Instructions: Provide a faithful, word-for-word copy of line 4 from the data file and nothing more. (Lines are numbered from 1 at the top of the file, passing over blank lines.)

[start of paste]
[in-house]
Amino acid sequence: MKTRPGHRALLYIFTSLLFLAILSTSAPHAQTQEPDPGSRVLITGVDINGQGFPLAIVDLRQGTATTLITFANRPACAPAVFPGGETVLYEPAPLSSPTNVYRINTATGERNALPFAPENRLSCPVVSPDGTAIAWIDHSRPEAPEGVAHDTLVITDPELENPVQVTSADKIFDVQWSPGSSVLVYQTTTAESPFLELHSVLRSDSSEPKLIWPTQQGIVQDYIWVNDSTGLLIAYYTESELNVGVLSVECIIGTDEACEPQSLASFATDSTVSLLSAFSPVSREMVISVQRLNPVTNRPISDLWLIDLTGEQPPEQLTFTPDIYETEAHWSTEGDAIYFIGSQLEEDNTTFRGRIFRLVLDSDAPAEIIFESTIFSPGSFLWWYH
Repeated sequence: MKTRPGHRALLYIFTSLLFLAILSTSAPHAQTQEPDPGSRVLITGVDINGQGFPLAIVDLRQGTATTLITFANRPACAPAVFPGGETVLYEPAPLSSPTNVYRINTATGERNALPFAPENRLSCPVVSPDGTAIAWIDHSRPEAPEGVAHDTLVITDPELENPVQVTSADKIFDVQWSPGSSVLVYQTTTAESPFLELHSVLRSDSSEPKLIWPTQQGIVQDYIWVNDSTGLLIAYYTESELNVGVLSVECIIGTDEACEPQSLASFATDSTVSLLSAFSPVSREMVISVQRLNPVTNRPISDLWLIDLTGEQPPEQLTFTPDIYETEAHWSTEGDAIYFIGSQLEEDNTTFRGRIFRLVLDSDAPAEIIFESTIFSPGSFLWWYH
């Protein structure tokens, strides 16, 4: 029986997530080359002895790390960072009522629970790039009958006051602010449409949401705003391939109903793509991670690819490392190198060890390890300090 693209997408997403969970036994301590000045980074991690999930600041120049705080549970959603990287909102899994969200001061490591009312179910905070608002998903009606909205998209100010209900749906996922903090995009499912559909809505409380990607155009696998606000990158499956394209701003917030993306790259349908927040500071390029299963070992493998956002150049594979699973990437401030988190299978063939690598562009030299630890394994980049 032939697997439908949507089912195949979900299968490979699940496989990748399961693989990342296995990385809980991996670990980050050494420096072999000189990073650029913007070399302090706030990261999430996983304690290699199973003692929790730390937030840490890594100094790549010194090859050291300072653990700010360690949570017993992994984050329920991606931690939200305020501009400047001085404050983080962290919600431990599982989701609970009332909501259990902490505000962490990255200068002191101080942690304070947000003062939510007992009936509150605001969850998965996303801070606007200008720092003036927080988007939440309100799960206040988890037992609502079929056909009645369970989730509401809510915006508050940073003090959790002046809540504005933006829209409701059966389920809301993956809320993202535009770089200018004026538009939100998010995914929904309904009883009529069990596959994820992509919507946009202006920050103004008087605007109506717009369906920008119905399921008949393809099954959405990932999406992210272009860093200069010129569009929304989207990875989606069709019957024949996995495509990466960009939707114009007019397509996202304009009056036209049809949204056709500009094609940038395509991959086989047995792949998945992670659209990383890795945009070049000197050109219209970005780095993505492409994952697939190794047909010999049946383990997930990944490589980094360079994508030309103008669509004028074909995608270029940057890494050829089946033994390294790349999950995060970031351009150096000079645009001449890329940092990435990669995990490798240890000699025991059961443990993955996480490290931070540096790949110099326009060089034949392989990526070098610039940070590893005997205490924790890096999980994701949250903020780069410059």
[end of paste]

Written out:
């Protein structure tokens, strides 16, 4: 029986997530080359002895790390960072009522629970790039009958006051602010449409949401705003391939109903793509991670690819490392190198060890390890300090 693209997408997403969970036994301590000045980074991690999930600041120049705080549970959603990287909102899994969200001061490591009312179910905070608002998903009606909205998209100010209900749906996922903090995009499912559909809505409380990607155009696998606000990158499956394209701003917030993306790259349908927040500071390029299963070992493998956002150049594979699973990437401030988190299978063939690598562009030299630890394994980049 032939697997439908949507089912195949979900299968490979699940496989990748399961693989990342296995990385809980991996670990980050050494420096072999000189990073650029913007070399302090706030990261999430996983304690290699199973003692929790730390937030840490890594100094790549010194090859050291300072653990700010360690949570017993992994984050329920991606931690939200305020501009400047001085404050983080962290919600431990599982989701609970009332909501259990902490505000962490990255200068002191101080942690304070947000003062939510007992009936509150605001969850998965996303801070606007200008720092003036927080988007939440309100799960206040988890037992609502079929056909009645369970989730509401809510915006508050940073003090959790002046809540504005933006829209409701059966389920809301993956809320993202535009770089200018004026538009939100998010995914929904309904009883009529069990596959994820992509919507946009202006920050103004008087605007109506717009369906920008119905399921008949393809099954959405990932999406992210272009860093200069010129569009929304989207990875989606069709019957024949996995495509990466960009939707114009007019397509996202304009009056036209049809949204056709500009094609940038395509991959086989047995792949998945992670659209990383890795945009070049000197050109219209970005780095993505492409994952697939190794047909010999049946383990997930990944490589980094360079994508030309103008669509004028074909995608270029940057890494050829089946033994390294790349999950995060970031351009150096000079645009001449890329940092990435990669995990490798240890000699025991059961443990993955996480490290931070540096790949110099326009060089034949392989990526070098610039940070590893005997205490924790890096999980994701949250903020780069410059």